Fox News Flash top headlines for May 17
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- Thailand authorities charged a 16-year-old girl Monday with violating the lese majeste law and the Computer Crime Act for messages she allegedly posted on Facebook two years ago.
- The 16-year-old was originally summoned by police in 2021 when she was 14 years old, which made her the youngest person in Thailand to face the charge.
- The lese majeste law has been seen as controversial because anyone, not just the royal family, can file a complaint with police.
Authorities in Thailand have charged a 16-year-old girl with defaming the monarchy for two messages she allegedly posted on Facebook two years ago, adding to an increasingly active debate over whether the law allowing her arrest should be reformed.
Police charged the girl in the northern province of Phitsanulok on Monday with violating the lese majeste law and the Computer Crime Act, according to a statement from Thai Lawyers for Human Rights, a legal advocacy group. It said on Wednesday that police originally summoned her in 2021 when she was 14 years old, which appears to make her the youngest person in Thailand to face the charge.
The lese majeste law, also known as Article 112 of Thailand’s Criminal Code, makes insulting the monarch, his immediate family and the regent punishable by three to 15 years in prison.
It has long been controversial, especially because anyone, not just the royal family, can file a complaint with police. Critics say the law is often used as a tool to quash political dissent, and point to the many arrests of pro-democracy protesters by the government of Prime Minister Prayuth Chan-ocha.
The subject became an issue in Sunday’s general election, in which the two top opposition vote-getting parties had acknowledged the need to consider changes to the law. Conservative-leaning parties, which have ruled Thailand since a 2014 coup, are in favor of maintaining it.
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The top-ranked Move Forward Party, which has been more forthright in calling for reforms, has proposed an amendment to reduce the punishment. Its stand is seen by conservatives as radical, and may jeopardize its chances of forming a government when Parliament meets in July to select a new prime minister.
Devotion to the monarchy has long been a pillar of Thai society, and until recent years, the institution was considered untouchable. But sharp political schisms that began appearing two decades ago affected its reputation, particularly among young people seeking change.
The girl charged Monday denied all charges and was granted bail by the provincial juvenile court, according to Thai Lawyers for Human Rights. It said the police initially decided not to press charges against her, but were later instructed to do so by the local prosecutors. The Associated Press is not naming her because she’s a minor.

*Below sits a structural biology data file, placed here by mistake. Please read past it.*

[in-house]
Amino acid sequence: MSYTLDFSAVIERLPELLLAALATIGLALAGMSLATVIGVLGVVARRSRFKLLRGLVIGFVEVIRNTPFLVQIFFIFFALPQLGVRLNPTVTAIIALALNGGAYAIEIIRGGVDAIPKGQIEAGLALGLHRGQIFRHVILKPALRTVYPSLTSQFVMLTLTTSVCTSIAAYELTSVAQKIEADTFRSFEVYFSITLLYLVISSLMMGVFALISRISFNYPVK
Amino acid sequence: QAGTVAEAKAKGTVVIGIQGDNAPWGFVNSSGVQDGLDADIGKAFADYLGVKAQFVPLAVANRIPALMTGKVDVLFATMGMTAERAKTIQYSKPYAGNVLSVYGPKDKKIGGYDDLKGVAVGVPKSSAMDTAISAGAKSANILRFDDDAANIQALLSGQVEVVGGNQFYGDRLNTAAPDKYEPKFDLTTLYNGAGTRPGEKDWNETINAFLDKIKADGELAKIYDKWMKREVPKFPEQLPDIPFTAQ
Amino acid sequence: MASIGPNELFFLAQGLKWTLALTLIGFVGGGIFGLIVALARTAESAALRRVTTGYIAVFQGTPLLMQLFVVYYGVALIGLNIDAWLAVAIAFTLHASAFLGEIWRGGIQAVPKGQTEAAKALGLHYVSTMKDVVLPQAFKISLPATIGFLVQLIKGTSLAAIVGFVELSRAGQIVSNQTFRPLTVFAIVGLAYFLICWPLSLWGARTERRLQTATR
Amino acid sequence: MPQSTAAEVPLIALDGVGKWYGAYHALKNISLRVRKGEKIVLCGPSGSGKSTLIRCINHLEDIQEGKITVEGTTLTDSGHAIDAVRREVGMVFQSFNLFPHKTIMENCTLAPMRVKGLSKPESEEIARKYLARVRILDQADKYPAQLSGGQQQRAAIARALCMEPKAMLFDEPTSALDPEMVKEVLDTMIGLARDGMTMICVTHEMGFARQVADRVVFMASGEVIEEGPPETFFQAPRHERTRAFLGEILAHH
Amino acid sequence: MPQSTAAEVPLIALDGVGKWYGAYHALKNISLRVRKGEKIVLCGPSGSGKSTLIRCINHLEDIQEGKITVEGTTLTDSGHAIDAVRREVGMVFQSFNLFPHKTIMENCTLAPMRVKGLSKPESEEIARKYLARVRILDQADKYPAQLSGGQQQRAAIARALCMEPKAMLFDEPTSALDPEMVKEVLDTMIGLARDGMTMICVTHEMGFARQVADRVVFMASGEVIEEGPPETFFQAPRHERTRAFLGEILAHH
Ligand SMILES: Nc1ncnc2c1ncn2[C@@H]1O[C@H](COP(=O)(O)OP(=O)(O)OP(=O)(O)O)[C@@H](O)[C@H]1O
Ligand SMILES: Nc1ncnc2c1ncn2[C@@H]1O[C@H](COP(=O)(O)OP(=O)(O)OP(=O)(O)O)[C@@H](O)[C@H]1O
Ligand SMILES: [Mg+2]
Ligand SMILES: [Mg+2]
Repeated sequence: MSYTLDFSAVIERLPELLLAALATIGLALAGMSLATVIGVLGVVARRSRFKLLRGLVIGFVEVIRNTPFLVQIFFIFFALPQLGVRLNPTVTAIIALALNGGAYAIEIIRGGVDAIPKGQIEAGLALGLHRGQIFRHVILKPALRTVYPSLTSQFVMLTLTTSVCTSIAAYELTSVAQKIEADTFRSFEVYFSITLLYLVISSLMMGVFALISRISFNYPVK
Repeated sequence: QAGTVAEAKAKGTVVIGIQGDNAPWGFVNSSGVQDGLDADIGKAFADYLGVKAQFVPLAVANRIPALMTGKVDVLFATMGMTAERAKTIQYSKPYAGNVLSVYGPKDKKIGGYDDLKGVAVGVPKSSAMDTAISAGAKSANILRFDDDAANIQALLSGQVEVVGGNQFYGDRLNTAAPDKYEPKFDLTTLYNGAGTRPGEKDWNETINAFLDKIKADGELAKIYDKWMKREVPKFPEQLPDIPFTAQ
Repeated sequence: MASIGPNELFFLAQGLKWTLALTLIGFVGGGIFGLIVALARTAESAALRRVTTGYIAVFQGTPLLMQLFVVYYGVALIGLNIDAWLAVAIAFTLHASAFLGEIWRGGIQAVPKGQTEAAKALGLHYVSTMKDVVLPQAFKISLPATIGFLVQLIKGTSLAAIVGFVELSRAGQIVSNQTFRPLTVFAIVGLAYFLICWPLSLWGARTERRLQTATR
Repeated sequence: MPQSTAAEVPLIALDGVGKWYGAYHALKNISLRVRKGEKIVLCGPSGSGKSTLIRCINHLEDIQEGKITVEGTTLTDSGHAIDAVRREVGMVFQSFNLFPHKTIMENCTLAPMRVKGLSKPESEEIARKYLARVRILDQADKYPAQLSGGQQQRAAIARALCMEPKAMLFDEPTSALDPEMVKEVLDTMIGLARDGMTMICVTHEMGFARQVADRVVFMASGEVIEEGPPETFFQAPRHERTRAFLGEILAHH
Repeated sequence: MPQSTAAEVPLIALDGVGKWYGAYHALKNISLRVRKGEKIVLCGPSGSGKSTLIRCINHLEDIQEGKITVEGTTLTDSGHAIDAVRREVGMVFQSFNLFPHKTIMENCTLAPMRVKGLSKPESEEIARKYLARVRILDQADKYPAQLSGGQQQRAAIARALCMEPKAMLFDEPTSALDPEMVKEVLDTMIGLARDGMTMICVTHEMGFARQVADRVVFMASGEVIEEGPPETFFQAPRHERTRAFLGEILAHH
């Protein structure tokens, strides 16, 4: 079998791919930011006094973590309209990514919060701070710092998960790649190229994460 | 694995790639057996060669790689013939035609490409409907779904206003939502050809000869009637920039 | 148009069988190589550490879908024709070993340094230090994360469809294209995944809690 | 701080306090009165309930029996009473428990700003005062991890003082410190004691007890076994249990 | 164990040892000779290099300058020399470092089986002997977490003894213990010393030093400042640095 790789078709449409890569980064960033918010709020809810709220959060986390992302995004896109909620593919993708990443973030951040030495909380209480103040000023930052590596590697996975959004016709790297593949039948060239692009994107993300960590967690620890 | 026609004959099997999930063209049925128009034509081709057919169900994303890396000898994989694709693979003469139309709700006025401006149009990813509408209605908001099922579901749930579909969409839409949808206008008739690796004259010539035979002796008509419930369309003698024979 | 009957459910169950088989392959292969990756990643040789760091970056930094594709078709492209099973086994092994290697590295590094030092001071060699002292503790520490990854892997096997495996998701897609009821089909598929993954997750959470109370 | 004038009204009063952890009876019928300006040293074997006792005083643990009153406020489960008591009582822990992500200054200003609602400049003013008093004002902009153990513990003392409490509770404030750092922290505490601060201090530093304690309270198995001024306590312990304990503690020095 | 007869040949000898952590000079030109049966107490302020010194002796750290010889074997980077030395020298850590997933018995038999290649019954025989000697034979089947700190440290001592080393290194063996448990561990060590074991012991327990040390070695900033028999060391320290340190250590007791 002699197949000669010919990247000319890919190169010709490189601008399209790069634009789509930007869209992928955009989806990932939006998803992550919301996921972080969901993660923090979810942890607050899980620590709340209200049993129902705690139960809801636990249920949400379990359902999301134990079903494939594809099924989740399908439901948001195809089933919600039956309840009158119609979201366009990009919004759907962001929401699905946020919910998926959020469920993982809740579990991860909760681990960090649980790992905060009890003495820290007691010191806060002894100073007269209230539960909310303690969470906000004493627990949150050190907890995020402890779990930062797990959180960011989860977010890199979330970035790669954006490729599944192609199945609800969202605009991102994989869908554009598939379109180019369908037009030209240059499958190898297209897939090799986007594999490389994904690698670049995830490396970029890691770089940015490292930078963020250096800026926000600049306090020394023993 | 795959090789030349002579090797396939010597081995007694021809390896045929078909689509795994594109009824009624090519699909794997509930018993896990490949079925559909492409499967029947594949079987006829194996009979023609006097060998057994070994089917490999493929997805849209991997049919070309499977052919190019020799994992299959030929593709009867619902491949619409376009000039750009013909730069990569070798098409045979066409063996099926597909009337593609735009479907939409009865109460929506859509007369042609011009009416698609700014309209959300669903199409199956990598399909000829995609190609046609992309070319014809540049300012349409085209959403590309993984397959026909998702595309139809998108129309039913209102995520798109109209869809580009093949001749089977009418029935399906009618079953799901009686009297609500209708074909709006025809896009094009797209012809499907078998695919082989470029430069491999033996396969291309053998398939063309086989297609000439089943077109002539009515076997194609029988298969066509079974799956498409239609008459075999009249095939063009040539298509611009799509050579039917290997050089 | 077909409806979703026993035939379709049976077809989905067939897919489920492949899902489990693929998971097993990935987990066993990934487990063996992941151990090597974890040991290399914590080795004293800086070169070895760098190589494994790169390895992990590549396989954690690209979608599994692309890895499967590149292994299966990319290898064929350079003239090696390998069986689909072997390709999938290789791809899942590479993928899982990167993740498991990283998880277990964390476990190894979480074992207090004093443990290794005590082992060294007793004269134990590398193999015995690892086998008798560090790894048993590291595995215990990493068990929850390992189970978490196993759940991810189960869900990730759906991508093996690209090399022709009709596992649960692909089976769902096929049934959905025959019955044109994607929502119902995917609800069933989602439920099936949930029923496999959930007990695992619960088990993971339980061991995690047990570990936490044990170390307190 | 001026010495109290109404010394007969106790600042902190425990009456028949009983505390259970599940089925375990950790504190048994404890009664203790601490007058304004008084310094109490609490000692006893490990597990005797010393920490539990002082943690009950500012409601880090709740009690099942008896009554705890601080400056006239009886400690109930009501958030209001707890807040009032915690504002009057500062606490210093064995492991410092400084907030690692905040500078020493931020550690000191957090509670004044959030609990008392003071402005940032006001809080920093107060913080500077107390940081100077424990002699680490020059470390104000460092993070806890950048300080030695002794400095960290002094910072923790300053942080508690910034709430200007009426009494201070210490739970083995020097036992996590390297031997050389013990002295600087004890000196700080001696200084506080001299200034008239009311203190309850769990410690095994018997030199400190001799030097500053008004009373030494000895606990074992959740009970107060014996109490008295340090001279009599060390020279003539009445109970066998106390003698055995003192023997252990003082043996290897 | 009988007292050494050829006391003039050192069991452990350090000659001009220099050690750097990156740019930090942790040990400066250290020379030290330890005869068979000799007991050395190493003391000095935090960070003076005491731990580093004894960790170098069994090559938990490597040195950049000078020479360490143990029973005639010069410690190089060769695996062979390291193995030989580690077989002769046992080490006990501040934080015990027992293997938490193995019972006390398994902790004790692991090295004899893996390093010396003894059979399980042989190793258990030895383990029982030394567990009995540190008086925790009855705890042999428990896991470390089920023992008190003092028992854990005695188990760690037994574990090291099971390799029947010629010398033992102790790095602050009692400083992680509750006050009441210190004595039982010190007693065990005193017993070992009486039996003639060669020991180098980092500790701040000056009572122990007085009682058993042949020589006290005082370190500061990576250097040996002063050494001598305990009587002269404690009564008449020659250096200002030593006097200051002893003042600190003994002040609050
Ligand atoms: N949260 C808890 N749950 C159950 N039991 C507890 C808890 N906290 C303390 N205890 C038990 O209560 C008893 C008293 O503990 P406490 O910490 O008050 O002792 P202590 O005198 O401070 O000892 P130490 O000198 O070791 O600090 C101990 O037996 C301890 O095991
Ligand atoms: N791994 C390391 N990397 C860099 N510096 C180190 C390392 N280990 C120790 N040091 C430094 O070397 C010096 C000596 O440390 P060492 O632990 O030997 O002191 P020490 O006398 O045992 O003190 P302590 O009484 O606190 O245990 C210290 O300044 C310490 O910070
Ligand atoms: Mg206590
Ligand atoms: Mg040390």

At least 244 people have been charged with lese majeste in 264 cases since November 2020, when Prayuth’s government was facing street protests by student-led groups seeking greater democracy, including reforms of the monarchy.
At least 19 minors have been accused of the offense in that period, including four who were younger than 15 years, the lawyers group said.
Thai police arrested a second teenager for charges of defaming the monarchy amid renewed debate over the rigorous law in which she was arrested. (Fox News)
In March, a 15-year-old girl was arrested in Bangkok and charged with lese majeste. She was detained by police as she was observing the arrest of an artist who spray-painted a message on the wall of Bangkok’s Grand Palace.
She was charged with lese majeste for participating in a political rally last year calling for an abolishment of the law when she was 14 years old, and has since been detained at a juvenile detention center in Nakhon Pathom province, west of Bangkok.
The arrest and prolonged detention of the girl drew widespread criticism from human rights groups both domestic and international. Human Rights Watch last month called for authorities to immediately drop charges and release her.
“By arresting a 15-year-old girl, the Thai government is sending the spine-chilling message that even children aren’t safe from being harshly punished for expressing their opinions,” Elaine Pearson, Asia director at Human Rights Watch, said.
The Central Juvenile and Family Court in Bangkok released a statement last week saying her arrest and detention was lawful.
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The girl remains locked up despite concerns that she would be forced to drop out from her school, which started a new semester on Tuesday.